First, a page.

Review: Queens of Geek by Jen Wilde

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When BFFs Charlie, Taylor and Jamie go to SupaCon, they know it’s going to be a blast. What they don’t expect is for it to change their lives forever.

Charlie likes to stand out. SupaCon is her chance to show fans she’s over her public breakup with co-star, Reese Ryan. When Alyssa Huntington arrives as a surprise guest, it seems Charlie’s long-time crush on her isn’t as one-sided as she thought.

While Charlie dodges questions about her personal life, Taylor starts asking questions about her own.

Taylor likes to blend in. Her brain is wired differently, making her fear change. And there’s one thing in her life she knows will never change: her friendship with Jamie—no matter how much she may secretly want it to. But when she hears about the Queen Firestone SupaFan Contest, she starts to rethink her rules on playing it safe.


I feel like I’m way behind the times, but this is the first time I’ve heard about Swoon Reads. It’s a pretty great concept, and if you’re an author looking to be published you should check it out.

Queens of Geek is told in alternating POVs. Charlie is a big-time vlogger turned movie star who is at SupaCon for the promo of her break-out movie The Rising. She’s openly bi, fierce, and trying to establish herself on an international level. Taylor is her BFF who’s tagged along to the convention in the hopes of meeting her fav author. She’s a full on fangirl, completely in love with their other best friend, Jaime, and is determined to get through the weekend without her anxiety holding her back.

This book is all kinds of sweet. The friendships are cute, the storyline is fun, and I love all things fandom which really helped moved the book along.

Charlie and Taylor were both completely separate and easily identifiable, their storylines were interesting and I had fun reading.

Taylor’s anxiety was another high point. It was well researched and I was able to relate to a lot of what Taylor went through from having social anxiety for a lot of my younger years. Every time Taylor stopped herself from doing something for fear of it drawing attention to her, I hugged the book a little tighter.

That said, after recently reading Geekerella, this book lacked the extra depth to make me fall in love. The writing was straightforward and easy to speed through, but I would have liked to see it go into further detail and really make me feel what the characters were feeling. Charlie’s relationship with big time vlogger Alyssa (who was a great character) fell short, and I wasn’t swept off my feet like I expect from a romance.

SupaCon was great, but the fandom aspect wasn’t well developed and I feel like extra details that would have made this book shine were cut down to accommodate the two storylines. Reese (Charlie’s ex) was also very two dimensional and had zero character development. Instead of making this a multi-POV book, I would have liked to see both storylines made into their own separate books so Wilde could give the world building the richness it needed.

Overall, it was a fun book and great if you’re looking for something light and fluffy.


AOaR_3star (3)

(and a half)

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Heather is rep’d by Carrie Howland of Empire Literary


Review: ‘Neil Patrick Harris: Choose Your Own Autobiography’ by Neil Patrick Harris


Tired of memoirs that only tell you what really happened?

Sick of deeply personal accounts written in the first person? Seeking an exciting, interactive read that puts the “u” back in “aUtobiography”? Then look no further than Neil Patrick Harris: Choose Your Own Autobiography! In this revolutionary, Joycean experiment in light celebrity narrative, actor/personality/carbon-based life-form Neil Patrick Harris lets you, the reader, live his life. You will be born in New Mexico. You will get your big break at an acting camp. You will get into a bizarre confrontation outside a nightclub with actor Scott Caan. Even better, at each critical juncture of your life, you will choose how to proceed. You will decide whether to try out for Doogie Howser, M.D. You will decide whether to spend years struggling with your sexuality. You will decide what kind of caviar you want to eat on board Elton John’s yacht.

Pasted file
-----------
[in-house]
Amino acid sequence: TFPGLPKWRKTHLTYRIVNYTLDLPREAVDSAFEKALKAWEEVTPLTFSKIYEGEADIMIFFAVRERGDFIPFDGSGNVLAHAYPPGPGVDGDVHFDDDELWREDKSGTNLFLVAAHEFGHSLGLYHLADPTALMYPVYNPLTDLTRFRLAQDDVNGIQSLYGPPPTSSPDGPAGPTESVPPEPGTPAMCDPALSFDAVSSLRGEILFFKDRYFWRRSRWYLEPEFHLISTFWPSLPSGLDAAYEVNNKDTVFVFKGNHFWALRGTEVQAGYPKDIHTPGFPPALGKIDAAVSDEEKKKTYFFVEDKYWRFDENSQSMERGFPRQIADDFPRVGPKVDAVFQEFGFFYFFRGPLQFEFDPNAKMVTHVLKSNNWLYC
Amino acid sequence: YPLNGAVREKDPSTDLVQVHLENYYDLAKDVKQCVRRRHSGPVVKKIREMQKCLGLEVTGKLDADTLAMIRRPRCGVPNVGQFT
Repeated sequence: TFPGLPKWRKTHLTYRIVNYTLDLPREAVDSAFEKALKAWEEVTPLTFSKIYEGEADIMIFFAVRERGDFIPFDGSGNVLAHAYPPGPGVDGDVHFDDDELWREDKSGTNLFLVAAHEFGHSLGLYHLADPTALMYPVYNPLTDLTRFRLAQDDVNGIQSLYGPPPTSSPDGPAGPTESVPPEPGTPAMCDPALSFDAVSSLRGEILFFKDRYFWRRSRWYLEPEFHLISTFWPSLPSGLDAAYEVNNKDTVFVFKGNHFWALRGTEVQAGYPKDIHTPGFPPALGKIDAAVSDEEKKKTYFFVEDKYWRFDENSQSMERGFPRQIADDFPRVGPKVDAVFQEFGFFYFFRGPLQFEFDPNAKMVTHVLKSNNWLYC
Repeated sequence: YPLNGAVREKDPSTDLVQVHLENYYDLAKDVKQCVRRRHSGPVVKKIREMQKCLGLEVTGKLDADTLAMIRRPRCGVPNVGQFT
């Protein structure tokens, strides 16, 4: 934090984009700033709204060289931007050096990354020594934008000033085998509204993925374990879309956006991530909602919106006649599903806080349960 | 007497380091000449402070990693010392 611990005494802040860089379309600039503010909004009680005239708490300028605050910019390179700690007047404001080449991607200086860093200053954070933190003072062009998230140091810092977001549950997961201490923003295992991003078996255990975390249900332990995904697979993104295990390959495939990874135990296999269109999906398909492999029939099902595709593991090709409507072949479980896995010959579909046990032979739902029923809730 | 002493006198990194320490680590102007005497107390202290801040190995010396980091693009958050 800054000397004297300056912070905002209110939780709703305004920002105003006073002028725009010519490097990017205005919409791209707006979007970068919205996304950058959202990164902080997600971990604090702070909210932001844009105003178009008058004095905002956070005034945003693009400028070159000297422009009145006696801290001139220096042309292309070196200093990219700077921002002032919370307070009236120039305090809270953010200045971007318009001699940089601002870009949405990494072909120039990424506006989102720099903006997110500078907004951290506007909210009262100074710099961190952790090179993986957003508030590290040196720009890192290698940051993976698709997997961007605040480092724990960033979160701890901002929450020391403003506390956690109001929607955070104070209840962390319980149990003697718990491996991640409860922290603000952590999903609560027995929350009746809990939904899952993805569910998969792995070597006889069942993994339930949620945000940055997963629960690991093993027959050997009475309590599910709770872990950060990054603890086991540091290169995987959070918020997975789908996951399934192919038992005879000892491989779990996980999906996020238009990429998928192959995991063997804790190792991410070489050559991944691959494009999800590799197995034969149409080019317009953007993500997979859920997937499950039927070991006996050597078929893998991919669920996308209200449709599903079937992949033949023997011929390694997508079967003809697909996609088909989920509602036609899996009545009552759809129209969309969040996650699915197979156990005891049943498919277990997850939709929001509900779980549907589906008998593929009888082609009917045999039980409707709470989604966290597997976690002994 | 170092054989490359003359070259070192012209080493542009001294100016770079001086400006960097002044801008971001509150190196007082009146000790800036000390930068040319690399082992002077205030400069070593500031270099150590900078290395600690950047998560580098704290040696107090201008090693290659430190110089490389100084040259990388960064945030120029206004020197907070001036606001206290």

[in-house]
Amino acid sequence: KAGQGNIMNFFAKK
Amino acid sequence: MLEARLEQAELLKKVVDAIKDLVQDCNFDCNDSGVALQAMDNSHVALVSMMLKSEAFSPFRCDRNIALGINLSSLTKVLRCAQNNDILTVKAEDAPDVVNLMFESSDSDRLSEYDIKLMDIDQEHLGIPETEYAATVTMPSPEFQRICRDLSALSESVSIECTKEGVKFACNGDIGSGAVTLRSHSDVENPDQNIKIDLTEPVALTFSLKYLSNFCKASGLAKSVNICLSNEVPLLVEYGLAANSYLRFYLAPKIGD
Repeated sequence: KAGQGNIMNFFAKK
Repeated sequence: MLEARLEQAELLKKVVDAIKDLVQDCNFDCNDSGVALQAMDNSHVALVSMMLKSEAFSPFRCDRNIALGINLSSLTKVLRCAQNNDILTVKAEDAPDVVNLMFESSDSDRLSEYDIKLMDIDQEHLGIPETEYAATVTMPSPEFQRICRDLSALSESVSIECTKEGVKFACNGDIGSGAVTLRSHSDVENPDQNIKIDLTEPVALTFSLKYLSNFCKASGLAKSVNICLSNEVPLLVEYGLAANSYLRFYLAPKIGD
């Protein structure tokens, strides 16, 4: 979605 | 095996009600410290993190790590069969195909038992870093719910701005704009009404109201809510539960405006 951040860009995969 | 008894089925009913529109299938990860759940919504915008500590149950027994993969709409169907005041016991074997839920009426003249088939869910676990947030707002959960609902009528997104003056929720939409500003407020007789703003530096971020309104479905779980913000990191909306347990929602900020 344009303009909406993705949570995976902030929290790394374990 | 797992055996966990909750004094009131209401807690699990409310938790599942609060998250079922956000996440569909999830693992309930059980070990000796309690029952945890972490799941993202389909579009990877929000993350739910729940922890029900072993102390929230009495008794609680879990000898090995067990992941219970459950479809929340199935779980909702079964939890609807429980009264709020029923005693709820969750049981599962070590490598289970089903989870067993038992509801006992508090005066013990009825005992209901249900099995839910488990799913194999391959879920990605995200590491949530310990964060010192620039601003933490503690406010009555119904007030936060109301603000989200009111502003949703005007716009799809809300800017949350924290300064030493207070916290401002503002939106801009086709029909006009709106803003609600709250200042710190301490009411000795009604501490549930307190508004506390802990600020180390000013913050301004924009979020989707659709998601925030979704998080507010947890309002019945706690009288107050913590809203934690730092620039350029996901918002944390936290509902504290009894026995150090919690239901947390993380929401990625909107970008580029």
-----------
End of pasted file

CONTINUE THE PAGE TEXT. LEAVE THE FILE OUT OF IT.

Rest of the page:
Choose correctly and you’ll find fame, fortune, and true love. Choose incorrectly and you’ll find misery, heartbreak, and a hideous death by piranhas. All this, plus magic tricks, cocktail recipes, embarrassing pictures from your time as a child actor, and even a closing song. Yes, if you buy one book this year, congratulations on being above the American average, but make that book Neil Patrick Harris: Choose Your Own Autobiography!

I remember reading Choose Your Own Adventure books as a kid, and dog-earing pages when I made decisions, so that I could go back to the last fork in the road if the one I chose didn’t work out for the best. Since I am now opposed to dog-earing pages, I don’t know how I’d have handled reading this autobiography. Lots of bookmarks, maybe?

Fortunately for me, I listened to the audiobook instead, and it was sooooo worth it. For a start, Neil Patrick Harris does the reading, and he’s as a great a voice actor as he is any other kind of actor. Secondly, instead of including transcripts of different moments, the audiobook includes a few actual recordings instead, including of Neil giving a speech on optimism when he’s a young teen, and a chapter with some gorgeous interjections by his husband, David.

The story still jumps around a bit, because instead of choosing to skip ahead or back (which would have been impractical when I was driving), Neil just advises you to “keep listening” or “wait a bit”, or says “we talked about that already”. The made-up parts of the book are clearly fake — he dies in gruesome ways that become eerily familiar at least four or five times — but they are hilarious. Also included are magic tricks, recipes and different celebrities’ anecdotes.

I don’t often laugh or externally emote when I’m reading (or listening to) a book. That’s why books that make me cry are few and far between. So are books that make me actually LOL. But this book had me laughing constantly. It is also touching and sweet and made me naww more than once.

Another thing that was really interesting about the memoir was hearing Neil’s own, gradual discovery of his sexuality. He describes himself as not so much being in the closet as being unaware of his sexuality; he was a rather asexual teen, and then thought he was bisexual for a while. Eventually (some time after his first sexual encounter with a male), he realised he was straight-up gay.

No pun intended.